Brokers May Have Unsuitably Recommended Lodging Fund REIT III

SEC Looks at Reimbursements Made to Legendary Capital REIT III

If your financial advisor recommended that you invest in Lodging Fund REIT III and you suffered losses, you may have grounds for a broker fraud claim to recover damages. 

The publicly registered non-traded real estate investment trust (REIT) disclosed in a recent filing with the US Securities and Exchange Commission (SEC) that since December 2020 the latter has been looking into certain reimbursements made to Legendary Capital REIT III, LLC, as well as at disclosures involving reimbursement procedures and policies. 

Our non-traded REIT fraud attorneys at Shepherd Smith Edwards and Kantas (SSEK Law Firm at represent investors who suffered losses involving broker fraud or negligence. Non-traded REITs can be risky investments that are not suitable for many retail investors and others. 

Contact our team at SSEK Law Firm today to request your free, no-obligation, case consultation. 

Non-Traded REIT Says Charges or Penalties Could Follow

When it was established in 2018, Lodging Fund REIT offered $100M in common stock to accredited investors via a private placement for the price of $10/share. DI Wire reported that as of the last quarter of 2020, the non-traded REIT raised $75.3M in investor funds. 

According to a 10-k filing by Lodging Fund REIT III, the non-traded real estate investment trust has a diversified portfolio that includes “limited service, select service, and extended stay hospitality properties” in the geographic area stretching from the Rockies to the Appalachian Mountains and from Texas to North Dakota.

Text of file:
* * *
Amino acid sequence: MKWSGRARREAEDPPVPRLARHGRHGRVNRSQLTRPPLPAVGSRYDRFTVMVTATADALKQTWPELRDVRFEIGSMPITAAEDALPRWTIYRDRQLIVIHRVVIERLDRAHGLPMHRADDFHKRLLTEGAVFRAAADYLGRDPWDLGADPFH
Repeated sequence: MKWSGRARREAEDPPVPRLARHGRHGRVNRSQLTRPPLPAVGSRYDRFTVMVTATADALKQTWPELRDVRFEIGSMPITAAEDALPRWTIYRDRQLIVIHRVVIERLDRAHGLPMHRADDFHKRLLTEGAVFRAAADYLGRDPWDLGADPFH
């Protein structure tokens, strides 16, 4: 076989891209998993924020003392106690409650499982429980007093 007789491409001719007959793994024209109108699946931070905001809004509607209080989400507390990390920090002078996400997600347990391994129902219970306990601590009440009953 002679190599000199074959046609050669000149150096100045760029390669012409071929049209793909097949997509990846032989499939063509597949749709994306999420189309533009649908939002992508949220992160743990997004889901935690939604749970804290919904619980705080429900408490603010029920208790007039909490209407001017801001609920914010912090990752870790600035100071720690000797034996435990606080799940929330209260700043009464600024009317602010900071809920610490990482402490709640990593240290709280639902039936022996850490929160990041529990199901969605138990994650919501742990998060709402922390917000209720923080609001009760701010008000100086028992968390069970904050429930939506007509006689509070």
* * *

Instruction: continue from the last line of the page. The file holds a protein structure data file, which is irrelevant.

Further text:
The portfolio reportedly includes seven hotel properties with a collective purchase price of about $100M. Legendary Capital REIT III, the non-traded REIT’s advisor, is based in Fargo, North Dakota. 

In its recent filing to the SEC, Lodging Fund REIT III noted that it was unable to comment on specifics related to the probe nor could it estimate any costs that might result. However, it did warn that “considerable legal expenses” may occur and that civil and/or criminal penalties and/or other remedies were possible. 

The Risks Involved in Non-Traded REITs

It is a broker-dealer’s duty to conduct the proper due diligence before recommending any investment to customers to make sure it is suitable and there are no issues of concern. The fact that Lodging Fund REIT III is a relatively new non-traded REIT means that it doesn’t have a long history or performance record to reveal how much risk is involved or the likelihood it will meet its objectives and make the returns investors are hoping for. 

Even without Lodging Fund REIT’s “newness” factor, publicly non-traded real estate investment trusts come with inherent risks, such as limited liquidity, the possibility of dividends getting suspended, and potential issues with selling holdings. They also generally charge very high commissions and fees and should not be recommended and sold to just any investor. 

Sometimes, a broker can make misrepresentations and omissions while marketing non-traded REITs to customers. Or, the financial advisor may have failed to make sure the investor understands the investment and its risks. The lure of high commissions can be a reason that a brokerage firm might rush to unsuitably recommend a financial product to a client.

Skilled Non-Traded REIT Fraud Law Firm

Call SSEK Law Firm at (800) 259-9010 to request your free, no-obligation case consultation with one of our experienced Lodging Fund REIT III fraud lawyers. In Texas, call us in Dallas at (214) 613-5306 or in Houston at (713) 227-2400.

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